By Chris Cate
San Diego is home to some of the world’s leaders in the technology and life sciences industries, including Qualcomm, the Sanford Burnham Institute, UC San Diego and the Salk Institute among many others. A large number of these industry leaders call District 6 home, and as the next councilman I would work tirelessly to make San Diego the world’s envy for our 21st century economy.
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When new and expanding companies are scouting locations, the brainpower of the industry leaders who call San Diego home gives our region a clear advantage.
But San Diego cannot rest on it laurels. Given the increase in start-up businesses in these fields and the demand for high-skilled employees, we must continuously work to maintain the high caliber of companies that are in the region. It’s important because it translates into high-paying jobs for our residents and tax revenues for our city, which leads to better residential services in our neighborhoods.
There are four key factors that our elected leaders need to act upon to move our city forward and maintain our elite position with tech and life science companies:
- Establishing a reliable local water supply
- Increasing advocacy efforts for additional research funding and collaboration
- Expanding domestic and international partnerships
- Streamlining the development process
Water is the lifeblood of the high-tech and biotech industries, and San Diego is at the end of the pipeline. Under former Mayor Jerry Sanders and past councils, the City of San Diego approved a demonstration project to test treating recycled water and purifying it for drinking purposes. The results: the purified water is just as clean, if not cleaner, than our current water supply.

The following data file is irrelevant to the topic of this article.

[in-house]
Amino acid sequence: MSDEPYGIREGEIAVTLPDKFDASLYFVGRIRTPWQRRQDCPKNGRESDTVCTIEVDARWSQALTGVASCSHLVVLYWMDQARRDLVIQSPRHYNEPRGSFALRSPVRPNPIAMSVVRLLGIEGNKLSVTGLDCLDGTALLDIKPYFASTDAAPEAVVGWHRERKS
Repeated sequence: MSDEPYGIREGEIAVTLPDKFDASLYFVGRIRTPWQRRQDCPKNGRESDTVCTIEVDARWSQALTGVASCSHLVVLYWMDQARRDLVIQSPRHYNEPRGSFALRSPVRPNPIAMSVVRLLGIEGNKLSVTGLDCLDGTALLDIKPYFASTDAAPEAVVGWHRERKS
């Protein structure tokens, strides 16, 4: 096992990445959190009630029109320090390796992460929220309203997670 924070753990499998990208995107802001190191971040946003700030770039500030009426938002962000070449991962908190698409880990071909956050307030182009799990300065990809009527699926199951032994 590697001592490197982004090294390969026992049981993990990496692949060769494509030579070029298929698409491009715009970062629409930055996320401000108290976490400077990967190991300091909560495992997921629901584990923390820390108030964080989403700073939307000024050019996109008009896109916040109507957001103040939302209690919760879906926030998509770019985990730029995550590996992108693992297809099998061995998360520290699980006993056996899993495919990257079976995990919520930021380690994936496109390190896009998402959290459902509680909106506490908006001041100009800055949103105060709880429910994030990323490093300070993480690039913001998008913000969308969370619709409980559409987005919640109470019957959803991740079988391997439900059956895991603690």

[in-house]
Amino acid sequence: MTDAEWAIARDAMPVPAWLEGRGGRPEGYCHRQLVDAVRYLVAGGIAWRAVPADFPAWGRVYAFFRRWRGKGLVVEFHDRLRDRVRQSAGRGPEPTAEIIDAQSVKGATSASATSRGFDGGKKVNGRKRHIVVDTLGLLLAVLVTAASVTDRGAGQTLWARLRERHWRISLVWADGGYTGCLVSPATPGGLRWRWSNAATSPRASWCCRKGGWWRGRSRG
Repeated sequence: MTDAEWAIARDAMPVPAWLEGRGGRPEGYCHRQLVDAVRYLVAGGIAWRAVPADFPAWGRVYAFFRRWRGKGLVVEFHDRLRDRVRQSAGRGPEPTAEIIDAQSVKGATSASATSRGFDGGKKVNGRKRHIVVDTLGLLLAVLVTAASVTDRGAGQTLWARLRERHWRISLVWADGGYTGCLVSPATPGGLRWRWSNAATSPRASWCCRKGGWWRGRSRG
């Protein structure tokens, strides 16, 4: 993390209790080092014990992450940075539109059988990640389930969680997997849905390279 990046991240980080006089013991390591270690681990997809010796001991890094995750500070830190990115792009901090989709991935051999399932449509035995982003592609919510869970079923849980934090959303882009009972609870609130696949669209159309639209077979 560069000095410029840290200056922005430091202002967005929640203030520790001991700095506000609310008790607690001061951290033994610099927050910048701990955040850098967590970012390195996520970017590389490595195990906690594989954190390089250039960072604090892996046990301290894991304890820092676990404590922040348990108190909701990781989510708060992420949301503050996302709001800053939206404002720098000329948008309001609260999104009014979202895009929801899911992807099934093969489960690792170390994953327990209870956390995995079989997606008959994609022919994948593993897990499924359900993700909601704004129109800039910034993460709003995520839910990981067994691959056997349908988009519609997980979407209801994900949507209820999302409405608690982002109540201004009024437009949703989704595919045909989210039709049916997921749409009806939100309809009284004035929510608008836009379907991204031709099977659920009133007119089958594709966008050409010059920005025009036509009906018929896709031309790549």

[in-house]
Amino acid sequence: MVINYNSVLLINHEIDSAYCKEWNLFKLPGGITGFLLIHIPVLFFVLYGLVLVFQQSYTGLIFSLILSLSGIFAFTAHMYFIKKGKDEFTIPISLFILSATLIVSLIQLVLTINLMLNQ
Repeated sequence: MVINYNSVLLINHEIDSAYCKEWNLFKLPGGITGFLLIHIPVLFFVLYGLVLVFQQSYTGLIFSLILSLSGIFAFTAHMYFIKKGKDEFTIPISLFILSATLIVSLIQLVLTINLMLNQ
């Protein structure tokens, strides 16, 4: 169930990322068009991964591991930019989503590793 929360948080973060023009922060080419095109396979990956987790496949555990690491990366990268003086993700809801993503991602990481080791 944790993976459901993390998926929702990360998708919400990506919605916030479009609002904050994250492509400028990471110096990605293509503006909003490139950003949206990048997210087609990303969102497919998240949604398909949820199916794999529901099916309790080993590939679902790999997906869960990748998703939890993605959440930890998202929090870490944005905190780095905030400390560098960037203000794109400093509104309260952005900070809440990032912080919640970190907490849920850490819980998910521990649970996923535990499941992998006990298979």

Now is the time to invest in moving forward with producing purified, recycled water that is drought proof and environmentally friendly. Up to 80 million gallons per day, addressing 40% of the community’s demand, could be made available with this new source of locally-controlled water. This would significantly reduce our reliance on the Colorado River and Metropolitan Water District and slow down the rate at which water prices will inevitably increase.
Many companies in the biotech and life sciences industry rely on grants to fund research efforts. Because of cuts in federal funding, creative solutions and partnerships are needed to move forward to achieve breakthroughs. The National Institutes of Health recently announced the development of a public-private partnership with 10 research-based pharmaceutical companies in which research will be pooled to attack diseases like diabetes and Alzheihmer’s. According to industry leaders, for every research dollar that comes in to San Diego, between six and nine dollars of economic activity are created. Again, our elected leaders need to be part of the dialogue during these discussions and let all parties know San Diego is the best location to invest.
These industries are not just confined to just San Diego. Rather, they are representing major investments from around the globe. We need elected leaders who are willing to begin developing relationships with industry leaders from the Pacific Rim and other parts of the world. We are constantly competing with other cities to recruit and retain not only new companies, but even San Diego-based companies considering expansion of operations. These new investments will help produce more local high-paying jobs and expand our tax base which in turn creates revenue for the city and will pay for better roads, more police officers and expanded library hours.
San Diego’s elected officials need to ensure the city’s development and permitting processes are efficient and free from bureaucratic mazes. City government should encourage growth and expansion, not stand in the way. Time is of the essence for all businesses, so City Council should continually review and find efficiencies for businesses.
If elected councilman for District 6, I will work to ensure our city works to provide a reliable water supply, develop relationships to increase investments in our biotech and life science companies, advocate for additional research funding, and streamline our permitting processes. These efforts will help the effort to make San Diego the top destination for the jobs of the 21st century.
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